IN THE KNOW: What’s Implanon?
Implanon is a small, flexible, thin plastic rod that is inserted under the skin of a woman’s upper arm to prevent pregnancy.
The implant slowly releases etonogestrel into the body over a three-year period.
Etonogestrel is similar to a natural hormone the body makes. It works mainly by preventing the release of an egg or ovulation during the menstrual cycle.
It also makes vaginal fluid thicker to help prevent sperm from reaching an egg and changes the lining of the uterus to prevent a fertilized egg from attaching to its wall.
Implanon is manufactured by NV Organon.
The Supreme Court prohibited the Department of Health (DOH) on June 17, 2015, from procuring, selling, distributing, dispensing or administering, advertising and promoting the hormonal contraceptives Implanon and Implanon NXT because these prevented pregnancy for up to three years.
In the same ruling, the high tribunal stopped the Food and Drug Administration (FDA) from granting pending applications for reproductive products, including contraceptives.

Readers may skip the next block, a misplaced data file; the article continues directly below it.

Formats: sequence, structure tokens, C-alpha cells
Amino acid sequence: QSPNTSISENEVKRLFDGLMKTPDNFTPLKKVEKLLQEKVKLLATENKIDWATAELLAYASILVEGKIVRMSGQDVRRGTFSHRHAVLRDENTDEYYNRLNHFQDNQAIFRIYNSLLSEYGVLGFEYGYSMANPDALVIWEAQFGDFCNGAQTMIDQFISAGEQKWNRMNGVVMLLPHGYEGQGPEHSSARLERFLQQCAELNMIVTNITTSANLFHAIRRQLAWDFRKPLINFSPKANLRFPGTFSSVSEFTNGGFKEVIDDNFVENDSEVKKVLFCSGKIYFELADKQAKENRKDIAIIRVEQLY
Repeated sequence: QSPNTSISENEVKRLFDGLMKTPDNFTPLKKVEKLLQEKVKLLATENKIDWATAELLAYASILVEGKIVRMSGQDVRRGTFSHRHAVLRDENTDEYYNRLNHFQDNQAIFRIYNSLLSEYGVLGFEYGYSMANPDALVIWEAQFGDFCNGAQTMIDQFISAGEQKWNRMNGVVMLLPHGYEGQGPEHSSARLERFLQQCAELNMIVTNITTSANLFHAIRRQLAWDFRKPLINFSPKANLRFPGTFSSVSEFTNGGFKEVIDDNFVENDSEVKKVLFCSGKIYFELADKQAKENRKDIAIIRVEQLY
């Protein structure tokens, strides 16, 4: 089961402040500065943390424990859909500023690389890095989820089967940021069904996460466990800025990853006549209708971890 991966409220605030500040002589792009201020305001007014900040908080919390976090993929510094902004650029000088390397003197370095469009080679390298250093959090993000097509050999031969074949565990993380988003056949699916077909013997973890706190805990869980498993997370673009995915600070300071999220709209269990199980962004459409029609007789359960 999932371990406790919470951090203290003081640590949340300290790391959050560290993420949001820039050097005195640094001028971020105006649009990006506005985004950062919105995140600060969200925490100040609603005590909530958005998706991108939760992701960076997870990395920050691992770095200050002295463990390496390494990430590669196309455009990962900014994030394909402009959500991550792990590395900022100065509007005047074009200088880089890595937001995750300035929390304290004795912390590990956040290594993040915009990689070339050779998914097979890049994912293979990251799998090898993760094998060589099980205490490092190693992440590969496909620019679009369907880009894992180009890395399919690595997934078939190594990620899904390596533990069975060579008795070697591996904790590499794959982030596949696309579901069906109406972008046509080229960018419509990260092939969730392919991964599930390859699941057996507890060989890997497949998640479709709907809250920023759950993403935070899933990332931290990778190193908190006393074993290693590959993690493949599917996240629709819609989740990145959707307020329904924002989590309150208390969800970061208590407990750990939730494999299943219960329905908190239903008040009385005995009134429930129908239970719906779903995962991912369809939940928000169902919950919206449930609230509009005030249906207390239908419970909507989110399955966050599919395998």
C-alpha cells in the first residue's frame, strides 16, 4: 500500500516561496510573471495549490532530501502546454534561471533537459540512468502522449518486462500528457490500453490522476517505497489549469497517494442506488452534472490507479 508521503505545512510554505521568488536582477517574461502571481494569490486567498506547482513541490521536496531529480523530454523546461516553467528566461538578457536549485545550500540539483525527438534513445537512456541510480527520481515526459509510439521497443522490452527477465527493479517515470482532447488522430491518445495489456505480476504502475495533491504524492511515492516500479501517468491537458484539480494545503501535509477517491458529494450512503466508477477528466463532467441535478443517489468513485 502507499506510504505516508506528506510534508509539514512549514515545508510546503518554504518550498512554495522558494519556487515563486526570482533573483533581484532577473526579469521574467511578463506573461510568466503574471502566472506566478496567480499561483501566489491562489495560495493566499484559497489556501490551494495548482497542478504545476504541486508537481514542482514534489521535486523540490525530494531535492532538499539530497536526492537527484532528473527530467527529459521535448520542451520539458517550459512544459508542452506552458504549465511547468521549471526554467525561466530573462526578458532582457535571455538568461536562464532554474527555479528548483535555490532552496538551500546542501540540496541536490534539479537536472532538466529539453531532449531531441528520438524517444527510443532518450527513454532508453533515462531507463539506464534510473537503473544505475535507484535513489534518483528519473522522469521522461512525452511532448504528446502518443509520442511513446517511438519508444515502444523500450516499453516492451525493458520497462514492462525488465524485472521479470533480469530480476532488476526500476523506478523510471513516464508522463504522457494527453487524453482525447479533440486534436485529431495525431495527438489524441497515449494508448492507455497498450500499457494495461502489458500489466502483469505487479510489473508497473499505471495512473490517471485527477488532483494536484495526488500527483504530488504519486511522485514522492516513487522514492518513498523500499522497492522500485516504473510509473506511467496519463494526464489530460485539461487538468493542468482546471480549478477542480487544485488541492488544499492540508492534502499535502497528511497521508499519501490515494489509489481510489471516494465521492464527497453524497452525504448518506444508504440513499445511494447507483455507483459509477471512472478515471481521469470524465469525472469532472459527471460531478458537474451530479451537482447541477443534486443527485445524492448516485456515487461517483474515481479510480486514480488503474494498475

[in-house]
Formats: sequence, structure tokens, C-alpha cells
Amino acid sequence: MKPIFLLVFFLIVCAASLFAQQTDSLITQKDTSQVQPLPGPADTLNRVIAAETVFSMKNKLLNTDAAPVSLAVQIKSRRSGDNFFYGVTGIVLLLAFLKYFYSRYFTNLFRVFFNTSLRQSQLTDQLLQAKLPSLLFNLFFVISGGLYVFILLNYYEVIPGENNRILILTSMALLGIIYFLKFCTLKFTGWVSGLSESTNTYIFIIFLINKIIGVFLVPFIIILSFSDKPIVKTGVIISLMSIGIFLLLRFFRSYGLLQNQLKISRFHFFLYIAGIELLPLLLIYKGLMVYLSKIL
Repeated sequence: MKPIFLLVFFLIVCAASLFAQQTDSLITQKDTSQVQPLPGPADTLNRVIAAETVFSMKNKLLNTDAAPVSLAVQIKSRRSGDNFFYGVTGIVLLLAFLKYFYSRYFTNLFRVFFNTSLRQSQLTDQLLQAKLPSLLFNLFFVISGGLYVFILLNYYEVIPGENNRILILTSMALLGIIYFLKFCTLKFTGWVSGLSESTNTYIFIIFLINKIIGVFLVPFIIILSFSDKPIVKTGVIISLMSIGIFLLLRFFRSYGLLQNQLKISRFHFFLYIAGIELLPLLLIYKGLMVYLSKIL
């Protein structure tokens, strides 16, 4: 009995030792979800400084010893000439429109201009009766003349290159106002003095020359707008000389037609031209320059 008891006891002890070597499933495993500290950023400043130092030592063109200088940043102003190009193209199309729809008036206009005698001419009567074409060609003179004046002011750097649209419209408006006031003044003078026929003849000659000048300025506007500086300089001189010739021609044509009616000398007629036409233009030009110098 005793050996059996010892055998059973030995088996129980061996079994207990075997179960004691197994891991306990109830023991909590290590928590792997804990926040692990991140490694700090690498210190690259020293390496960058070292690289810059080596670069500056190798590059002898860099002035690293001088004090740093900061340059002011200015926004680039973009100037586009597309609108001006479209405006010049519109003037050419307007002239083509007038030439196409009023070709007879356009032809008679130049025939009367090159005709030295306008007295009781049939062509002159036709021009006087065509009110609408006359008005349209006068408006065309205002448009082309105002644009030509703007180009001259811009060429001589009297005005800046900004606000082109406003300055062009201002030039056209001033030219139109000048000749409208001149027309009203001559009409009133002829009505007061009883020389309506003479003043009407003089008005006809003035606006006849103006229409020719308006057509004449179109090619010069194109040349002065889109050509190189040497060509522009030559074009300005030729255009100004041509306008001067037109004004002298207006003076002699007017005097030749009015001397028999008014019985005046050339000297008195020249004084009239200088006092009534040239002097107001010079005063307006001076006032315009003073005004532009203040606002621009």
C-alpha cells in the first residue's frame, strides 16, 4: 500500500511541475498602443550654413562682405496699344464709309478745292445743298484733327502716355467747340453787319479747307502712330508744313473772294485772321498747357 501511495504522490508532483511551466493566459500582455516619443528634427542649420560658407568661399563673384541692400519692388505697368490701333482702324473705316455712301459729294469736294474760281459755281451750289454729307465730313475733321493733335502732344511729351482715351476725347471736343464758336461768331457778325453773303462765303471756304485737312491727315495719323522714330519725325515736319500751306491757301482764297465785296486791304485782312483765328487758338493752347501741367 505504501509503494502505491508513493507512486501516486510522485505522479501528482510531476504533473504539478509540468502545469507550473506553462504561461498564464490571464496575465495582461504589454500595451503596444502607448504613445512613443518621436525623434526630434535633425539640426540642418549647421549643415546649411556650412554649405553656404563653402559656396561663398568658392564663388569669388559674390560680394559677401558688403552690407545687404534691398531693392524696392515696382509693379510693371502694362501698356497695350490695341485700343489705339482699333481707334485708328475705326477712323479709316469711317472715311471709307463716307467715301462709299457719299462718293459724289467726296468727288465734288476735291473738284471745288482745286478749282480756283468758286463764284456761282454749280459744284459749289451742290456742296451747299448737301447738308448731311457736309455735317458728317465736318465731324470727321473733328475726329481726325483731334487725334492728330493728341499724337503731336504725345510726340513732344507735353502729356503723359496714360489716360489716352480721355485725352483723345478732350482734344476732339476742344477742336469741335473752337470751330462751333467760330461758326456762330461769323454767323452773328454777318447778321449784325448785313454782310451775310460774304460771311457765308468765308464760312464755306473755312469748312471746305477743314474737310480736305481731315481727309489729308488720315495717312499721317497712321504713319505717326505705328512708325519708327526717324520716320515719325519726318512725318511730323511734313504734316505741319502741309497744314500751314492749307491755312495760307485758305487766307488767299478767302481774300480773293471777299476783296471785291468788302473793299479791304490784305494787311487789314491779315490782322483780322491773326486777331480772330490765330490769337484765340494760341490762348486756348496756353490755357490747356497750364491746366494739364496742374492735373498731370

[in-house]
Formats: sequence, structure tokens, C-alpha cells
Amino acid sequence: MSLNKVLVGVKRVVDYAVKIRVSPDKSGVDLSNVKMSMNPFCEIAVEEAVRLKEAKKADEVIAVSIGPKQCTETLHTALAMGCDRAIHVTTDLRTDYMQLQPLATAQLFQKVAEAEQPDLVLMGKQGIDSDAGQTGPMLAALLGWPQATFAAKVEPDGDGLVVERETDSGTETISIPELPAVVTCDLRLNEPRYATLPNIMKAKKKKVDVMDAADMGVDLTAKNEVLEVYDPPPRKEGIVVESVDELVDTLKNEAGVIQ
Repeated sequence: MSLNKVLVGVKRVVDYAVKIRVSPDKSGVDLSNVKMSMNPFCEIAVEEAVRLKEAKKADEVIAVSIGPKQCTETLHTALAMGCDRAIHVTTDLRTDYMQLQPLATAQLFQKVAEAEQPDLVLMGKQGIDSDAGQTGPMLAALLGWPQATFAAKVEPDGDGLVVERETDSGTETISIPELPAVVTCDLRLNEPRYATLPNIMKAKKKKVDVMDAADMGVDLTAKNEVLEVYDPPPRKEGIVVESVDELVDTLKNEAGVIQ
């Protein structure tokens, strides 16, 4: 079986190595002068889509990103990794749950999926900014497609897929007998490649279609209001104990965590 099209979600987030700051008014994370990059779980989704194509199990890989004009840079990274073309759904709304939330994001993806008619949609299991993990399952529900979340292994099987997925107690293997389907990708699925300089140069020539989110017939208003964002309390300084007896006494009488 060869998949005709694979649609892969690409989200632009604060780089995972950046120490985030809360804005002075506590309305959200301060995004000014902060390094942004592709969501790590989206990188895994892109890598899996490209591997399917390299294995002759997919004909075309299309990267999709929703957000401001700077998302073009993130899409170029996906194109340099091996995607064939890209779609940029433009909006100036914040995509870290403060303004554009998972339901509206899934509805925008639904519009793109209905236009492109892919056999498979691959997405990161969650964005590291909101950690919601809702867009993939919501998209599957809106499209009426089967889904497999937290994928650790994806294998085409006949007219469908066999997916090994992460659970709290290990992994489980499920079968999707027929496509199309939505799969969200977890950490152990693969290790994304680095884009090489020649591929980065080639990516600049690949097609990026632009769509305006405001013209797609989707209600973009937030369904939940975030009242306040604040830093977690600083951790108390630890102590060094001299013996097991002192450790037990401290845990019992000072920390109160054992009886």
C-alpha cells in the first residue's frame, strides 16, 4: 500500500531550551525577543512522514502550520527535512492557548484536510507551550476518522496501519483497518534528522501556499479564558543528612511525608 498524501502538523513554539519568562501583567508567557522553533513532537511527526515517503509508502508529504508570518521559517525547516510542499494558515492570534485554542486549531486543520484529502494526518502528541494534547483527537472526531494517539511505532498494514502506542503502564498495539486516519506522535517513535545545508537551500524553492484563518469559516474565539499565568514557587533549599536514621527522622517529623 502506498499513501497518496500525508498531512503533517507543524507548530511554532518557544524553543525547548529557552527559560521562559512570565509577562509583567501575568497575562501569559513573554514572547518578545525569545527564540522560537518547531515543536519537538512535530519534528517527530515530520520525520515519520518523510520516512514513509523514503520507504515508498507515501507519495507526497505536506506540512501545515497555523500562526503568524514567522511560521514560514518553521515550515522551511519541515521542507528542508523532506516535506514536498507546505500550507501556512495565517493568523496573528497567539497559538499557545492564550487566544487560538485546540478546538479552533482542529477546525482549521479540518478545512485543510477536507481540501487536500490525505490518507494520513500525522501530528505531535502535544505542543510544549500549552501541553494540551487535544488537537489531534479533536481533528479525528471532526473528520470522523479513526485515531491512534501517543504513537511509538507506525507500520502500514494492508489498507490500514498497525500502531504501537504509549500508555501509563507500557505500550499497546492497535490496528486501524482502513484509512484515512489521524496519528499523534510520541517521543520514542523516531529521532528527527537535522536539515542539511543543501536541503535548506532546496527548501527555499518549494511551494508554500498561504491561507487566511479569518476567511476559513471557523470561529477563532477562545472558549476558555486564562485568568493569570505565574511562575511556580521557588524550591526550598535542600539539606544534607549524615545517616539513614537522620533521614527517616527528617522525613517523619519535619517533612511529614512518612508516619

In August 2016, the high court rejected the DOH appeal to lift the temporary restraining order (TRO) that barred it from providing Implanon and Implanon NXT contraceptives to the public due to its failure to conduct public hearings on these products’ acquisition and distribution.
Instead, the high court remanded the case to the FDA to check if the products have abortifacient side effects. The DOH would have to go through the certification process with the FDA from scratch.
In July, President Duterte said he wanted the full implementation of the reproductive health law, noting that the Supreme Court’s TRO affects the distribution of the two birth control implants. —Inquirer Research
Sources: Inquirer Archives, www.merck.com, http://www.webmd.com
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